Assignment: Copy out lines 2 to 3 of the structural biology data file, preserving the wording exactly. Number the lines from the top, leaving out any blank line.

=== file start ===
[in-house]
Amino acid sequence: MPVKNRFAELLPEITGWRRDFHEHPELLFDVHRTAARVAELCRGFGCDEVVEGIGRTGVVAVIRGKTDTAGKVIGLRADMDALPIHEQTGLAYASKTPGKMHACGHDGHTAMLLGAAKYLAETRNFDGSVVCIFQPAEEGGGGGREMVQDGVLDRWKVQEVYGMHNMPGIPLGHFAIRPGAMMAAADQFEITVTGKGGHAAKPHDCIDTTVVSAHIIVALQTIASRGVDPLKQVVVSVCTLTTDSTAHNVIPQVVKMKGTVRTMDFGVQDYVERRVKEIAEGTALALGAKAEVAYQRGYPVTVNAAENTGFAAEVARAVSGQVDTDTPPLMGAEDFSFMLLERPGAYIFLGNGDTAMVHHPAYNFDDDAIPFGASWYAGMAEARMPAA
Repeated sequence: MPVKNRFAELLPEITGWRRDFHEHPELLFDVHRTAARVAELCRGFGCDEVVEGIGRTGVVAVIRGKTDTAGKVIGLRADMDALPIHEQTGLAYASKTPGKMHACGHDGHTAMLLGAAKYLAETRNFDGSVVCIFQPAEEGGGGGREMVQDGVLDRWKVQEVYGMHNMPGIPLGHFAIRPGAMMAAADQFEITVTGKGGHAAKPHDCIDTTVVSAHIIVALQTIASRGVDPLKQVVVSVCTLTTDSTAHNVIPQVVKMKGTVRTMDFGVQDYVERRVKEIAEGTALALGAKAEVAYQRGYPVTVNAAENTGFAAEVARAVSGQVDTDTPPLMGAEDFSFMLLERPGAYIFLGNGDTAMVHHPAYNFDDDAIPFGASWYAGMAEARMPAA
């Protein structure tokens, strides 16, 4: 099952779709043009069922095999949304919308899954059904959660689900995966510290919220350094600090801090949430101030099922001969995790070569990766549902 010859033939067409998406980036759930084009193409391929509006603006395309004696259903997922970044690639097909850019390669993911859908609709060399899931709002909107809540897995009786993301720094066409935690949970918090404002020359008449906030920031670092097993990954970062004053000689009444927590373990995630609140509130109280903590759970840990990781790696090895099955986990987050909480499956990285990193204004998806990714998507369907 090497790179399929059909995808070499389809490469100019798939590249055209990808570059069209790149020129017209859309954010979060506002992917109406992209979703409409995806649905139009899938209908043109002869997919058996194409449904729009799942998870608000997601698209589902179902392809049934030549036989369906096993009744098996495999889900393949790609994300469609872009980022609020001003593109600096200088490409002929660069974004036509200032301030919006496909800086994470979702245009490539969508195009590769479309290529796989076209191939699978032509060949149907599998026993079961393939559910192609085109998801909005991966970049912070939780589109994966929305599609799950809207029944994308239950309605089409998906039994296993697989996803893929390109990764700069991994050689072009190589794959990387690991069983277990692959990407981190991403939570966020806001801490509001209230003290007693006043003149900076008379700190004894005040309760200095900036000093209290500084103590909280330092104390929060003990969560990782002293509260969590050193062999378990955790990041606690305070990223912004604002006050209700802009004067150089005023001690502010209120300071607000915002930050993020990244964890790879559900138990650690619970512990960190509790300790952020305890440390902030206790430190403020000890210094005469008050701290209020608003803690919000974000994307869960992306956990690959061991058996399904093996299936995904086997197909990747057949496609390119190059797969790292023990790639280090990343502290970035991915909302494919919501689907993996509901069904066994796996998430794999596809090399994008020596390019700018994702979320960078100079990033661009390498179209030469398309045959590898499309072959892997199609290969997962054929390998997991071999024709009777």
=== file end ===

Amino acid sequence: MPVKNRFAELLPEITGWRRDFHEHPELLFDVHRTAARVAELCRGFGCDEVVEGIGRTGVVAVIRGKTDTAGKVIGLRADMDALPIHEQTGLAYASKTPGKMHACGHDGHTAMLLGAAKYLAETRNFDGSVVCIFQPAEEGGGGGREMVQDGVLDRWKVQEVYGMHNMPGIPLGHFAIRPGAMMAAADQFEITVTGKGGHAAKPHDCIDTTVVSAHIIVALQTIASRGVDPLKQVVVSVCTLTTDSTAHNVIPQVVKMKGTVRTMDFGVQDYVERRVKEIAEGTALALGAKAEVAYQRGYPVTVNAAENTGFAAEVARAVSGQVDTDTPPLMGAEDFSFMLLERPGAYIFLGNGDTAMVHHPAYNFDDDAIPFGASWYAGMAEARMPAA
Repeated sequence: MPVKNRFAELLPEITGWRRDFHEHPELLFDVHRTAARVAELCRGFGCDEVVEGIGRTGVVAVIRGKTDTAGKVIGLRADMDALPIHEQTGLAYASKTPGKMHACGHDGHTAMLLGAAKYLAETRNFDGSVVCIFQPAEEGGGGGREMVQDGVLDRWKVQEVYGMHNMPGIPLGHFAIRPGAMMAAADQFEITVTGKGGHAAKPHDCIDTTVVSAHIIVALQTIASRGVDPLKQVVVSVCTLTTDSTAHNVIPQVVKMKGTVRTMDFGVQDYVERRVKEIAEGTALALGAKAEVAYQRGYPVTVNAAENTGFAAEVARAVSGQVDTDTPPLMGAEDFSFMLLERPGAYIFLGNGDTAMVHHPAYNFDDDAIPFGASWYAGMAEARMPAA